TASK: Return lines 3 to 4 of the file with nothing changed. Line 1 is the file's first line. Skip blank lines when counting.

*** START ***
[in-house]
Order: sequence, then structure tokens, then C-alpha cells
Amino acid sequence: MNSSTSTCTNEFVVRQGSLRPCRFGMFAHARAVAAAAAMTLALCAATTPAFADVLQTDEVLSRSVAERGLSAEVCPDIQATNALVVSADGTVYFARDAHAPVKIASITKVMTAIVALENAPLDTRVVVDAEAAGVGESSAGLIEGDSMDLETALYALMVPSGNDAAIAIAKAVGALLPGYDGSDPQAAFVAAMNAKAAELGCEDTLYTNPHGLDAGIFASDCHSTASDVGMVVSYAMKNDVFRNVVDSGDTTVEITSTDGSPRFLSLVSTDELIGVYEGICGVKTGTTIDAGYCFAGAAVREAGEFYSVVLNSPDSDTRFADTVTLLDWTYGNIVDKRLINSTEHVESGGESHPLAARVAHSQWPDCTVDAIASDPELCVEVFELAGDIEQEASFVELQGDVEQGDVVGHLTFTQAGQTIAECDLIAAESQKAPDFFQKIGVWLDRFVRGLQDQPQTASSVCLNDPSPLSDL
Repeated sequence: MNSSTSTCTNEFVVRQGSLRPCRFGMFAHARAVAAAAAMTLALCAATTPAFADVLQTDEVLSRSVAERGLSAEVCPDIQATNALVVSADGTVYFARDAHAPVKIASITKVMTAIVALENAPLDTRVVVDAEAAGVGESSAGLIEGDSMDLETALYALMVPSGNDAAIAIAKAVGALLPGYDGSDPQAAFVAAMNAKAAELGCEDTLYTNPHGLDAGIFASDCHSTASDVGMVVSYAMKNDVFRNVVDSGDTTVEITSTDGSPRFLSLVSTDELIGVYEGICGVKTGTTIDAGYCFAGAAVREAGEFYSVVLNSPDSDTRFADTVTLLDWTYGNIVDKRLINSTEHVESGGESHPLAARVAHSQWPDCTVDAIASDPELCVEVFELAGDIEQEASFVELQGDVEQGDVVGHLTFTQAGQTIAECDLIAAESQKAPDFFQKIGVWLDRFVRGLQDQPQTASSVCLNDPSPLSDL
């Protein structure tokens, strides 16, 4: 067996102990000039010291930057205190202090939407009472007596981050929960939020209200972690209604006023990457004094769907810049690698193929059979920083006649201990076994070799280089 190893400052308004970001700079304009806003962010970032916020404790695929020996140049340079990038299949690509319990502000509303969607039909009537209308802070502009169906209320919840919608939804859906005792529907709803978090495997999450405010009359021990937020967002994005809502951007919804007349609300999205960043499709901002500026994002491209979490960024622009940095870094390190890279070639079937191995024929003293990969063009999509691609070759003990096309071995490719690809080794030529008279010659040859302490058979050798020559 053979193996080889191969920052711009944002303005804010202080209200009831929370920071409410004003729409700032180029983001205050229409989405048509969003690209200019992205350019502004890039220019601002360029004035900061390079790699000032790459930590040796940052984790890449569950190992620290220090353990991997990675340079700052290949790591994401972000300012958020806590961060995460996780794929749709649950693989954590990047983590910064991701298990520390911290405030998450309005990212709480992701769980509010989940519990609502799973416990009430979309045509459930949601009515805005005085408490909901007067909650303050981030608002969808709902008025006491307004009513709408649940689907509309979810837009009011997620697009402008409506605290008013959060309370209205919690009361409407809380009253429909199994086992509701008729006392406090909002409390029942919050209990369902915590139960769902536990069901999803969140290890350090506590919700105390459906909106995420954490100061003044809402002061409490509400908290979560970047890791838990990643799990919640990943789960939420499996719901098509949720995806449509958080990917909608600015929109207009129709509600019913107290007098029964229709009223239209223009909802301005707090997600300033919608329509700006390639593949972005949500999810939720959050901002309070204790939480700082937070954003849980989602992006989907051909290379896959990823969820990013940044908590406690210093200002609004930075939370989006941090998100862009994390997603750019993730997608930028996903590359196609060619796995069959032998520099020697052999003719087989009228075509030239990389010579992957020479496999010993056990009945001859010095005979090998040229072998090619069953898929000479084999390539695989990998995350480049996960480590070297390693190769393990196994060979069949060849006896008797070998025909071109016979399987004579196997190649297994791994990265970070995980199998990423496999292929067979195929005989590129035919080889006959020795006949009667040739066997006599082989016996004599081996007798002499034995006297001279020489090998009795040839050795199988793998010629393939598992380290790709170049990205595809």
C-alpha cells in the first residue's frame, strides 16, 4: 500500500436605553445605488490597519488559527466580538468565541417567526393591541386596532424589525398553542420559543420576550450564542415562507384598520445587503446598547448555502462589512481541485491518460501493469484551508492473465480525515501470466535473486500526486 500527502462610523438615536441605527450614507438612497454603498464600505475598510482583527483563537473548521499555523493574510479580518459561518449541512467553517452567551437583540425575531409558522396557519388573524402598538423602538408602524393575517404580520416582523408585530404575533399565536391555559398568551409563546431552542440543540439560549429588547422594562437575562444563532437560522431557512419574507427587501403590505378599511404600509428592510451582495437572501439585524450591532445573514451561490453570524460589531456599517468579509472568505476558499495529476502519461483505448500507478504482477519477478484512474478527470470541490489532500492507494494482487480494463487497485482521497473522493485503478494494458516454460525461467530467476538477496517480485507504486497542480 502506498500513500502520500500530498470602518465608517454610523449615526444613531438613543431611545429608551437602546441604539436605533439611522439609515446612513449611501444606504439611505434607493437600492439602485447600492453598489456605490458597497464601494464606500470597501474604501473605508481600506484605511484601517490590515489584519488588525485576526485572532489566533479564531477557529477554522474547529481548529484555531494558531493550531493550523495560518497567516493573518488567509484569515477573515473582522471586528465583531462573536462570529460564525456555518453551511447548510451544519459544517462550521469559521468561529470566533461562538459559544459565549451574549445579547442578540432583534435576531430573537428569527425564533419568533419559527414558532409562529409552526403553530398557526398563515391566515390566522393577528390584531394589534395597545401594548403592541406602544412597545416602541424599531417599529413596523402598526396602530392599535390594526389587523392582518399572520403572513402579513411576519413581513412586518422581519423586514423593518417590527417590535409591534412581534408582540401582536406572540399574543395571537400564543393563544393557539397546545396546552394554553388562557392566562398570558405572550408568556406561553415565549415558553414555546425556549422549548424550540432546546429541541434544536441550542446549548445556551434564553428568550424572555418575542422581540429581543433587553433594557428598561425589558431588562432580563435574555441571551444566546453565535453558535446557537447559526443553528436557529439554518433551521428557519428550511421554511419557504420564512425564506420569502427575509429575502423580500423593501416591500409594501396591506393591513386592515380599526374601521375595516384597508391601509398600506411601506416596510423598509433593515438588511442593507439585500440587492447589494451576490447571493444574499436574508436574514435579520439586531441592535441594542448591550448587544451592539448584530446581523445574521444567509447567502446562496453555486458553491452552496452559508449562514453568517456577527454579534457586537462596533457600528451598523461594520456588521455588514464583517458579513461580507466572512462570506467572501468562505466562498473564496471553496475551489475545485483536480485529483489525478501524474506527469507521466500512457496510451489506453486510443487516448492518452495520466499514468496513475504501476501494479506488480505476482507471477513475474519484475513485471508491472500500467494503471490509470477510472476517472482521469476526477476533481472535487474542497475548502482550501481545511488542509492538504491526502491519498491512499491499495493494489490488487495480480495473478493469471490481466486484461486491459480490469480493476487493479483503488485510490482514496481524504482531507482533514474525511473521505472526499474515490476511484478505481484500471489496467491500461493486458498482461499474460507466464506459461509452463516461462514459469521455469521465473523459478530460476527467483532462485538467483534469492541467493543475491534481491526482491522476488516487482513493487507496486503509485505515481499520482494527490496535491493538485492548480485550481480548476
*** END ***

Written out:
Amino acid sequence: MNSSTSTCTNEFVVRQGSLRPCRFGMFAHARAVAAAAAMTLALCAATTPAFADVLQTDEVLSRSVAERGLSAEVCPDIQATNALVVSADGTVYFARDAHAPVKIASITKVMTAIVALENAPLDTRVVVDAEAAGVGESSAGLIEGDSMDLETALYALMVPSGNDAAIAIAKAVGALLPGYDGSDPQAAFVAAMNAKAAELGCEDTLYTNPHGLDAGIFASDCHSTASDVGMVVSYAMKNDVFRNVVDSGDTTVEITSTDGSPRFLSLVSTDELIGVYEGICGVKTGTTIDAGYCFAGAAVREAGEFYSVVLNSPDSDTRFADTVTLLDWTYGNIVDKRLINSTEHVESGGESHPLAARVAHSQWPDCTVDAIASDPELCVEVFELAGDIEQEASFVELQGDVEQGDVVGHLTFTQAGQTIAECDLIAAESQKAPDFFQKIGVWLDRFVRGLQDQPQTASSVCLNDPSPLSDL
Repeated sequence: MNSSTSTCTNEFVVRQGSLRPCRFGMFAHARAVAAAAAMTLALCAATTPAFADVLQTDEVLSRSVAERGLSAEVCPDIQATNALVVSADGTVYFARDAHAPVKIASITKVMTAIVALENAPLDTRVVVDAEAAGVGESSAGLIEGDSMDLETALYALMVPSGNDAAIAIAKAVGALLPGYDGSDPQAAFVAAMNAKAAELGCEDTLYTNPHGLDAGIFASDCHSTASDVGMVVSYAMKNDVFRNVVDSGDTTVEITSTDGSPRFLSLVSTDELIGVYEGICGVKTGTTIDAGYCFAGAAVREAGEFYSVVLNSPDSDTRFADTVTLLDWTYGNIVDKRLINSTEHVESGGESHPLAARVAHSQWPDCTVDAIASDPELCVEVFELAGDIEQEASFVELQGDVEQGDVVGHLTFTQAGQTIAECDLIAAESQKAPDFFQKIGVWLDRFVRGLQDQPQTASSVCLNDPSPLSDL